Grammar Tips: The Vocative Case
  • 4-minute read
  • 6th April 2023

Grammar Tips: The Vocative Case

You may not be familiar with the term “vocative case,” but you, dear reader, have certainly seen it used. In fact, you just read an example of it:

…but you, dear reader, have certainly heard it used.

The vocative case can improve clarity, and this post will teach you what you need to know to use it in your writing.

What Is the Vocative Case?

The vocative case is used to address someone or something directly. It’s the verbal equivalent of a pointed finger or nudge – a way to claim the attention of whomever the sentence is directed at.

How Do You Form the Vocative Case?

There are two main elements to forming the vocative case:

1. Grammar

Always use a noun or noun phrase to identify who or what is being addressed. This word or phrase is the vocative.

Consider these two sentences:

Stop looking at your phone!

You in the red jumper, stop looking at your phone!

This first sentence could apply to anyone looking at their phone, but adding the phrase “you in the red jumper” in the second sentence identifies who is being spoken to.

The vocative doesn’t always have to be placed at the start of the sentence. It can be used in the middle:

Now, Ian, put your phone away.

It can also be used to end a sentence:

Put your phone away now, you stubborn man!

2. Punctuation

If we imagine the vocative case as pointing at the “you” to whom the sentence is directly addressed, then we need a verbal equivalent of the nudge, or the pointing or jabbing finger. This is ably supplied by highlighting the “you” of the sentence with a comma or two.

The number of vocative commas required depends on the location of the vocative within the sentence:

●  At the start of a sentence, a single comma is used immediately following the vocative:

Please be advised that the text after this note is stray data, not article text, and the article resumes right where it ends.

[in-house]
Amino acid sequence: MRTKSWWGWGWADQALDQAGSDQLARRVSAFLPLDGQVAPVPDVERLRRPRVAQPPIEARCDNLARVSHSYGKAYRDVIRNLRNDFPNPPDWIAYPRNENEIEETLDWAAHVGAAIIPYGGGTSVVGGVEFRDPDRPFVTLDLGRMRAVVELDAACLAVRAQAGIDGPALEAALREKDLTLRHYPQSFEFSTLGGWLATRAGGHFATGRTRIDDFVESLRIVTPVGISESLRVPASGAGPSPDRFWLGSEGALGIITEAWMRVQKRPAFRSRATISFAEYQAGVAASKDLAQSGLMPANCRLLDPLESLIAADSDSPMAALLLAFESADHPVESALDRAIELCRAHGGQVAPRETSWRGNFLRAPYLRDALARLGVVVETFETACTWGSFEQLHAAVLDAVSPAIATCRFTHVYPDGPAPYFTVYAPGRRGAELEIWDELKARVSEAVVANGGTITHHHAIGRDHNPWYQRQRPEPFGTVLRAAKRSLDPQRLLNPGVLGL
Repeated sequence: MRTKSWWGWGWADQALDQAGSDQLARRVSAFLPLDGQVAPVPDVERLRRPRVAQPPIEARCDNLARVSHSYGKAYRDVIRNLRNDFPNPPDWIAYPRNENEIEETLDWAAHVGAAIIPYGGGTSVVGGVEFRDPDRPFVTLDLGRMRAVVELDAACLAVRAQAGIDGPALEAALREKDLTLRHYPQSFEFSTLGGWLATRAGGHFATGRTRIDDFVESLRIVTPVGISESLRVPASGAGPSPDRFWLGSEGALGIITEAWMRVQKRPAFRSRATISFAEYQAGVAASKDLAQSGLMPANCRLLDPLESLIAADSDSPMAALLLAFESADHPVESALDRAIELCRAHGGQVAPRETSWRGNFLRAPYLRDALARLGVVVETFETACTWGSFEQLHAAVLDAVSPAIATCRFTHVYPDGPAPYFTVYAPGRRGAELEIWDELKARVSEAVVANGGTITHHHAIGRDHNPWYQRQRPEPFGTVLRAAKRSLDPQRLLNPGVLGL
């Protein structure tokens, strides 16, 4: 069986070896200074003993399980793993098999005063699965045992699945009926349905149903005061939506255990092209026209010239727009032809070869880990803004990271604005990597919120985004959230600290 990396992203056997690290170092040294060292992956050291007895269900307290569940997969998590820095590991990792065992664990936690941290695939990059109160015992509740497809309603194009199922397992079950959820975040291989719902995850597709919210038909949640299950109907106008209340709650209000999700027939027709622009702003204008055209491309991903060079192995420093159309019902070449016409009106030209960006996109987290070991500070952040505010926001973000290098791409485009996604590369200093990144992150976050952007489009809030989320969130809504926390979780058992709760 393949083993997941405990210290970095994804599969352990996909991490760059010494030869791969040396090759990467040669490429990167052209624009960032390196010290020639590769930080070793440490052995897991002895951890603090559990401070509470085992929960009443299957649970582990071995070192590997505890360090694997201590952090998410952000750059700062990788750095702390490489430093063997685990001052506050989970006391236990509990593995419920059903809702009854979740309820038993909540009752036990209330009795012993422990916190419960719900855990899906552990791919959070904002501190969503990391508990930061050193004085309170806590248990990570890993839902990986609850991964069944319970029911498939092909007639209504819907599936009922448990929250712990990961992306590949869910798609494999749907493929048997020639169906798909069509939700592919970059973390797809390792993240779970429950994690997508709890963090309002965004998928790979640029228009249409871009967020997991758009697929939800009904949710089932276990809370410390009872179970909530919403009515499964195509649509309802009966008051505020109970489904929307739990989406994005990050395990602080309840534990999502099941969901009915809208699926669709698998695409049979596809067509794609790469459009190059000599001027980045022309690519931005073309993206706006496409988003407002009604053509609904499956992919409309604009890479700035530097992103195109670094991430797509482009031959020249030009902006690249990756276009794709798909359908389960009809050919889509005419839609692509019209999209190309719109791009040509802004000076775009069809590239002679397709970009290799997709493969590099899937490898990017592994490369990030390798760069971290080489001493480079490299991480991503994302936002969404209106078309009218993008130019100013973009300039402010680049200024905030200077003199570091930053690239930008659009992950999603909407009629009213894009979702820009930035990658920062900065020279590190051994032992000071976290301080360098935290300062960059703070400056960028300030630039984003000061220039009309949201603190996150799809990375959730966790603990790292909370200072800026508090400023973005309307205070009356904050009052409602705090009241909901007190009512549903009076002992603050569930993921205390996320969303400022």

Mom, can I borrow the car?

●  A single comma precedes the vocative when it’s at the end of a sentence:

Would you like a cup of tea, Erin?

●  Use two commas when the vocative is in the middle of the sentence – one before and one after:

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I’m sorry, Caitlin, but we’ve run out of coffee.

Some Common Errors and How to Avoid Them

●  The vocative doesn’t need to be a single word or include the word “you.” Make sure that you separate the whole section that describes the person or thing being directly addressed with a comma (or two):

Just print the document you stubborn piece of, machinery!
Just print the document, you, stubborn piece of machinery!
Just print the document, you stubborn piece of machinery!

●  Beware the weak bridge! A vocative cannot be used to link two independent clauses:

Put your pens down, class, the exam is over.

As in the example above, bridging two independent clauses with a vocative creates a comma splice and run-on sentence. There are several ways to resolve this, including adding a period, semicolon, or conjunction:

Put your pens down, class. The exam is over.
Put your pens down, class; the exam is over.
Put your pens down, class, because the exam is over.

●  Leaving out the vocative comma can lead to unfortunate misunderstandings:

Do you know how to cook, Claudia?

This is a polite question to Claudia about her skills in the kitchen.

Do you know how to cook Claudia?

We don’t know to whom this is addressed, but Claudia would do well to run away!

In Summary

Now that you know what the vocative case is and how to use it, you will see and hear (those commas become slight pauses in speech) it everywhere. Remember:

●  The vocative identifies who is being addressed:

“To lose one parent, Mr. Worthing, may be regarded as a misfortune; to lose both looks like carelessness.” (Oscar Wilde, The Importance of Being Earnest)
Reader, I married him.” (Charlotte Brontë, Jane Eyre)

●  The vocative case doesn’t override other rules of grammar, so make sure to separate clauses properly:

“Play it, Sam! Play ‘As Time Goes By.’” (Casablanca)

●  Correct use of vocative commas can be the difference between a polite invitation to an elderly relative and a line more suitable for a horror movie:

Are you ready to eat, Granddad?
Are you ready to eat Granddad?

The vocative case may not, of course, be suitable for all forms of writing. Just as you wouldn’t (we hope) point your finger at your tutor while addressing them in class, using the verbal equivalent in academic writing also wouldn’t be appropriate.

If you are unsure about the vocative case or any other aspect of your writing, we have experts on hand 24/7 to proofread your work. Try our services for free by uploading a sample of your work today.

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